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  • Editors: Andrew Dunn and Anthony Durkin
  • Vol. 7, Iss. 1 — Jan. 4, 2012
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Point-spread function engineering to reduce the impact of spherical aberration on 3D computational fluorescence microscopy imaging

Shuai Yuan and Chrysanthe Preza  »View Author Affiliations


Optics Express, Vol. 19, Issue 23, pp. 23298-23314 (2011)
http://dx.doi.org/10.1364/OE.19.023298


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Abstract

Wavefront encoding (WFE) with different cubic phase mask designs was investigated in engineering 3D point-spread functions (PSF) to reduce their sensitivity to depth-induced spherical aberration (SA) which affects computational complexity in 3D microscopy imaging. The sensitivity of WFE-PSFs to defocus and to SA was evaluated as a function of phase mask parameters using mean-square-error metrics to facilitate the selection of mask designs for extended-depth-of-field (EDOF) microscopy and for computational optical sectioning microscopy (COSM). Further studies on pupil phase contribution and simulated WFE-microscope images evaluated the engineered PSFs and demonstrated SA insensitivity over sample depths of 30 μm. Despite its low sensitivity to SA, the successful WFE design for COSM maintains a high sensitivity to defocus as it is desired for optical sectioning.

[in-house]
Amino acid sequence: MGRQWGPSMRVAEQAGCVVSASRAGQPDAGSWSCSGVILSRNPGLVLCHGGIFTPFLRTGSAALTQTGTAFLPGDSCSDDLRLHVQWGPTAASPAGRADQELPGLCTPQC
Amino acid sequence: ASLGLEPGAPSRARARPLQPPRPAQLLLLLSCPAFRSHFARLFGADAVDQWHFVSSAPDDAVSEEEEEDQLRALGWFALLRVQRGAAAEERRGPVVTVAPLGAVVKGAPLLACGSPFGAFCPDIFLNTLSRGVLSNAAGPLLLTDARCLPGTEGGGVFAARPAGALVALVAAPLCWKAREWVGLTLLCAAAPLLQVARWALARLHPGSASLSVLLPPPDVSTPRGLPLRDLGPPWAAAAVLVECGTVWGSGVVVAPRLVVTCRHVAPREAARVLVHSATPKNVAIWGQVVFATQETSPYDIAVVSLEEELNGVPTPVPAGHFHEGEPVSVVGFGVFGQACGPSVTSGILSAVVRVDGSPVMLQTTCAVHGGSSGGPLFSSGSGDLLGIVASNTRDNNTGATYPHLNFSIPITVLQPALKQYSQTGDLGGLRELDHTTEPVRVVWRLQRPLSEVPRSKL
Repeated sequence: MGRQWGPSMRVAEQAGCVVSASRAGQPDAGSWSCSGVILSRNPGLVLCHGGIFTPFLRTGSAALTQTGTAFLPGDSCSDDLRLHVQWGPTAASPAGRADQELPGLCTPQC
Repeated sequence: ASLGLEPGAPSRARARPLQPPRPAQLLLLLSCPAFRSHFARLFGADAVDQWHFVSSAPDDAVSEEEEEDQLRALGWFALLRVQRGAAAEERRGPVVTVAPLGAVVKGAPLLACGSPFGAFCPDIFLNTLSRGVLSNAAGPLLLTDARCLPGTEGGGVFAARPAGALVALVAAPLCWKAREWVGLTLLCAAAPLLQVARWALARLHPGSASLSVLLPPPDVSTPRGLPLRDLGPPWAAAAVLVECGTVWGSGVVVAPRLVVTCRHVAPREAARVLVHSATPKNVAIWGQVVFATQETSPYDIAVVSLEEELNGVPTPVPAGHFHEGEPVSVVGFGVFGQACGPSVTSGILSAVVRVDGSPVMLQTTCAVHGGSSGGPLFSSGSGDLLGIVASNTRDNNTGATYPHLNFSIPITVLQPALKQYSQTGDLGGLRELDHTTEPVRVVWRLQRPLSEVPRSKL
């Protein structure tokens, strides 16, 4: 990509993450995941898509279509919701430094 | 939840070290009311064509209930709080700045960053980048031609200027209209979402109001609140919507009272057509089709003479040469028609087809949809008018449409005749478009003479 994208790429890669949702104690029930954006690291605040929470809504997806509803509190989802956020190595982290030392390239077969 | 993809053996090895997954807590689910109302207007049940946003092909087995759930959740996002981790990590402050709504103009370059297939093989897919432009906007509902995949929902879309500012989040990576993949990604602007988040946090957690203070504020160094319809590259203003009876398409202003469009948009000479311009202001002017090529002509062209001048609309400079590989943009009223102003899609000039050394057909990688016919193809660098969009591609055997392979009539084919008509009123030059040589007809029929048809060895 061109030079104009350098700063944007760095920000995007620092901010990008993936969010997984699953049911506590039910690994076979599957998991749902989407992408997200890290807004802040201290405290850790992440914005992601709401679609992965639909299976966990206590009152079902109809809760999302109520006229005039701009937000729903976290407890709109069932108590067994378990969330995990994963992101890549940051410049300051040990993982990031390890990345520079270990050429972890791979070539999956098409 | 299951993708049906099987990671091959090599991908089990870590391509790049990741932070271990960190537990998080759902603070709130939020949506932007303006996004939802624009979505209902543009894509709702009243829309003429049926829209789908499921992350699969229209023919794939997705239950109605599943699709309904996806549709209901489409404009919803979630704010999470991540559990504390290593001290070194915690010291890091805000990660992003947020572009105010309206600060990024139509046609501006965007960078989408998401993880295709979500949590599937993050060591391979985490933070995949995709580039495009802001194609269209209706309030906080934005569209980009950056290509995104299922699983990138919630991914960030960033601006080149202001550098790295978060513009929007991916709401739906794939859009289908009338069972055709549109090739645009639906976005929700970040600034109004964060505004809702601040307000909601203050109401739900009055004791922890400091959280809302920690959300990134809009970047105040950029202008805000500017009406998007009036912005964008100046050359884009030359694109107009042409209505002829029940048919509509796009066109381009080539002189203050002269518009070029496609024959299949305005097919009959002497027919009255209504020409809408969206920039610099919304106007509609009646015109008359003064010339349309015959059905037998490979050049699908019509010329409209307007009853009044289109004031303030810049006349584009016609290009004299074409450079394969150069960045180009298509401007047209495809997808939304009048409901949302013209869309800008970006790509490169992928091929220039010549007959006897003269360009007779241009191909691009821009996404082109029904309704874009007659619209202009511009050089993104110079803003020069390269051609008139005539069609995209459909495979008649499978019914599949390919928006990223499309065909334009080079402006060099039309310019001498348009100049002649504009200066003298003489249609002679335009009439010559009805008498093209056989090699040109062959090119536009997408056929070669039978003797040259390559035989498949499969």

© 2011 OSA

1. Introduction

Point-spread function (PSF) engineering, achieved by placing a phase mask at the pupil plane of the imaging lens to encode the wavefront emerging from an imaging system, has been implemented successfully to enhance optical system properties [1

1. E. R. Dowski Jr and W. T. Cathey, “Extended depth of field through wave-front coding,” Appl. Opt. 34(11), 1859–1866 (1995). [CrossRef] [PubMed]

,2

2. S. R. P. Pavani and R. Piestun, “Three dimensional tracking of fluorescent microparticles using a photon-limited double-helix response system,” Opt. Express 16(26), 22048–22057 (2008). [CrossRef] [PubMed]

]. In extended depth-of-field (EDOF) microscopy, wavefront encoding (WFE) with a cubic phase mask (CPM), designed to reduce PSF sensitivity to defocus, produces an intermediate (encoded) image which is then digitally processed to decode the desired information [3

3. S. C. Tucker and W. T. Cathey, and E. Dowski Jr., “Extended depth of field and aberration control for inexpensive digital microscope systems,” Opt. Express 4(11), 467–474 (1999). [CrossRef] [PubMed]

,4

4. M. R. Arnison, C. J. Cogswell, C. J. R. Sheppard, and P. Török, “Wavefront coding fluorescence microscopy using high aperture lenses,” in Optical imaging and microscopy: techniques and advanced systems, P. Török and F.-J. Kao, eds. (Springer-Verlag, Berlin, 2003), pp. 143–165.

]. In the final processed image, all structures distributed in a three-dimensional (3D) object are visible and well-focused in the 2D images acquired as the microscope is focused at different depths of the object (regardless of the location of the structures in the 3D volume). In this paper, we present a study that explores PSF engineering with WFE using different CPM-based designs with the goal to render the PSF less sensitive to depth-induced spherical aberration (SA).